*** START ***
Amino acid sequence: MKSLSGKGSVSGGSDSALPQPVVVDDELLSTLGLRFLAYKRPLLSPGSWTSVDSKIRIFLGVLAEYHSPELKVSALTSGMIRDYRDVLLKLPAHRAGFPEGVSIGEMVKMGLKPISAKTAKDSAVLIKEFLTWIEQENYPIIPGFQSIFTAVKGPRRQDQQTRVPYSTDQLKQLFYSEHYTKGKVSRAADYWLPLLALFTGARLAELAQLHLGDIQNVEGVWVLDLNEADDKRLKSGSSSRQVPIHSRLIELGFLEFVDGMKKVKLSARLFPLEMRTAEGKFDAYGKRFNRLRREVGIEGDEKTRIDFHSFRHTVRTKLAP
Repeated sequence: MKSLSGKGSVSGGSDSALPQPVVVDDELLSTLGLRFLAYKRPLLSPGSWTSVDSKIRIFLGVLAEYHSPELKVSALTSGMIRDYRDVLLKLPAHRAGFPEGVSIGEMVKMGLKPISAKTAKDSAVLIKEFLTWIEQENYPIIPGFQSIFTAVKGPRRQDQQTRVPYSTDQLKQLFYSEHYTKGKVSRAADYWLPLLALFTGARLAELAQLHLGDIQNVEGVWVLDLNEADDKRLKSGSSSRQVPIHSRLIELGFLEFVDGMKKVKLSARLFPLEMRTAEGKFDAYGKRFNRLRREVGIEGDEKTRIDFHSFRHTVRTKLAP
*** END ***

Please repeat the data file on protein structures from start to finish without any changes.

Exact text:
Amino acid sequence: MKSLSGKGSVSGGSDSALPQPVVVDDELLSTLGLRFLAYKRPLLSPGSWTSVDSKIRIFLGVLAEYHSPELKVSALTSGMIRDYRDVLLKLPAHRAGFPEGVSIGEMVKMGLKPISAKTAKDSAVLIKEFLTWIEQENYPIIPGFQSIFTAVKGPRRQDQQTRVPYSTDQLKQLFYSEHYTKGKVSRAADYWLPLLALFTGARLAELAQLHLGDIQNVEGVWVLDLNEADDKRLKSGSSSRQVPIHSRLIELGFLEFVDGMKKVKLSARLFPLEMRTAEGKFDAYGKRFNRLRREVGIEGDEKTRIDFHSFRHTVRTKLAP
Repeated sequence: MKSLSGKGSVSGGSDSALPQPVVVDDELLSTLGLRFLAYKRPLLSPGSWTSVDSKIRIFLGVLAEYHSPELKVSALTSGMIRDYRDVLLKLPAHRAGFPEGVSIGEMVKMGLKPISAKTAKDSAVLIKEFLTWIEQENYPIIPGFQSIFTAVKGPRRQDQQTRVPYSTDQLKQLFYSEHYTKGKVSRAADYWLPLLALFTGARLAELAQLHLGDIQNVEGVWVLDLNEADDKRLKSGSSSRQVPIHSRLIELGFLEFVDGMKKVKLSARLFPLEMRTAEGKFDAYGKRFNRLRREVGIEGDEKTRIDFHSFRHTVRTKLAP